Following file-sharing legislation gives me a headache. From TorrentFreak:

In an attempt to reduce piracy, the French have passed a new law requiring Internet service providers to cut off Internet access for repeat copyright infringers. Under the new ‘HADOPI’ legislation ISPs have to warn their customers twice that they are accused of infringing copyright. If both warnings are ignored, Internet access for that subscriber will be terminated for up to a year – and they’ll have to keep paying their ISP bill throughout this period too.

The law goes much further than disconnecting alleged file-sharers though. In addition it is now possible to take “any action” in order to put a halt to copyright infringement. For example, websites can be blocked without having to provide hard evidence that they are engaging in illegal activities. The Pirate Bay has already been mentioned as one of the sites that could be easily taken out under the new law.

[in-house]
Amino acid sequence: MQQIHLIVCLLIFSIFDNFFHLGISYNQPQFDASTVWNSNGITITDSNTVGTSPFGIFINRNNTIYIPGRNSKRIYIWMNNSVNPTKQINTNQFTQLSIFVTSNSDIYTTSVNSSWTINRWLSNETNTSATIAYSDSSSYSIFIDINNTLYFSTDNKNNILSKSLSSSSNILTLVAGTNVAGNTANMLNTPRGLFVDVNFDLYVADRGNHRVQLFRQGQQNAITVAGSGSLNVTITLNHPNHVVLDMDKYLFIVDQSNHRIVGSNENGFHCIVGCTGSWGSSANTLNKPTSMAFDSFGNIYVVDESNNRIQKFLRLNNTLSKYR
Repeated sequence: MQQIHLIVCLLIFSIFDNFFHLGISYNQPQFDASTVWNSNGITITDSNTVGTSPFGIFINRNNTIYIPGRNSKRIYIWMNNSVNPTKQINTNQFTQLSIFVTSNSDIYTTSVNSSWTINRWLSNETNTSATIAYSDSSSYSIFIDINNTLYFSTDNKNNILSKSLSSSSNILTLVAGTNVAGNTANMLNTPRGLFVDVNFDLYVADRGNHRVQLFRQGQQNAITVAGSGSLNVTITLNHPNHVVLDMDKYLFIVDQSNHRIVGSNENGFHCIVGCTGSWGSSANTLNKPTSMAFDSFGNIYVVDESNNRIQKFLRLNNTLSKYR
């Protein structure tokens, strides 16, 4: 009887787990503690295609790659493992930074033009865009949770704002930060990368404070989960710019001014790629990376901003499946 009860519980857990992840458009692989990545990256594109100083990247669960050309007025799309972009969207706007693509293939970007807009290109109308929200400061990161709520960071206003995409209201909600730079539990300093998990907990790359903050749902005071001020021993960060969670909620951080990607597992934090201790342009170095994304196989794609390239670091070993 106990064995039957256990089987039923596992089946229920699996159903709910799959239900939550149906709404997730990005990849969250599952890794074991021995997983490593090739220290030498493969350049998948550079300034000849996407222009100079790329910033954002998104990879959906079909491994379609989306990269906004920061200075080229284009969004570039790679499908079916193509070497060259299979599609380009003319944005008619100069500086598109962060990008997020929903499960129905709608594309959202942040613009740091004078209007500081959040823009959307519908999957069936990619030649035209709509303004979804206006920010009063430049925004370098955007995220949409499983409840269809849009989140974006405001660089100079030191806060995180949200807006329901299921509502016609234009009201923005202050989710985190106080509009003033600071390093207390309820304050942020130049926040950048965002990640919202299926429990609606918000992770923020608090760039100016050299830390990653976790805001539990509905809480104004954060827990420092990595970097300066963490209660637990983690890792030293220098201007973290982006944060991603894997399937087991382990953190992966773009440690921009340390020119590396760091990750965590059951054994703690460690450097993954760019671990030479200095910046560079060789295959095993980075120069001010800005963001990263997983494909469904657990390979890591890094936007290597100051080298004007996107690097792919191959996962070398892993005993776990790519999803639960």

First, everyone knows what a torrent is, right? OK, good.

It’s frustrating that the people making the laws really don’t know very much about the technology as Ernesto talks about in an earlier post. Restricting certain sites like Pirate Bay or Isohunt is not the answer. All the links that they post can be accessed through Google or any other search engine. New aggregater sites will pop up in a matter of months.

Something’s gotta give, though. It just seems like that something isn’t going to give until the legislators have any idea what is going on.

The internet is famed for being dynamic. When a file-sharing service gets canned by the government, users respond with a new way of getting around the legislation. But does that mean we should not do anything about people stealing music (and by stealing, I mean the people who use Torrents and file-sharing without ever purchasing music)?

Anyone interested in solving this mess, please send your proposals via our comments section.